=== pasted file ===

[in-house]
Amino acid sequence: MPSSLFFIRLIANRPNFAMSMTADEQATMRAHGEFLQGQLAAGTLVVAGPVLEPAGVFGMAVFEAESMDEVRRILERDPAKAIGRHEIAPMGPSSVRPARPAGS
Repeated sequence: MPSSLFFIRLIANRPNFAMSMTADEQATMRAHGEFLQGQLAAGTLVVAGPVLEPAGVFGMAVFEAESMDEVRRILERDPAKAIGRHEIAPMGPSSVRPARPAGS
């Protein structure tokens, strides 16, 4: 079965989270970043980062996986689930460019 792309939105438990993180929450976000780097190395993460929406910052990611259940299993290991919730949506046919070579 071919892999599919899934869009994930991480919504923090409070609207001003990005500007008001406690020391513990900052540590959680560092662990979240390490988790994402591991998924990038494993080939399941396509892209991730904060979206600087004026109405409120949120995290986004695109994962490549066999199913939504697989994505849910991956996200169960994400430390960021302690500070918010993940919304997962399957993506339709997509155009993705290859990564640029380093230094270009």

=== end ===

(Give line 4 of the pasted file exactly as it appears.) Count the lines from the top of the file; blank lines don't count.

């Protein structure tokens, strides 16, 4: 079965989270970043980062996986689930460019 792309939105438990993180929450976000780097190395993460929406910052990611259940299993290991919730949506046919070579 071919892999599919899934869009994930991480919504923090409070609207001003990005500007008001406690020391513990900052540590959680560092662990979240390490988790994402591991998924990038494993080939399941396509892209991730904060979206600087004026109405409120949120995290986004695109994962490549066999199913939504697989994505849910991956996200169960994400430390960021302690500070918010993940919304997962399957993506339709997509155009993705290859990564640029380093230094270009």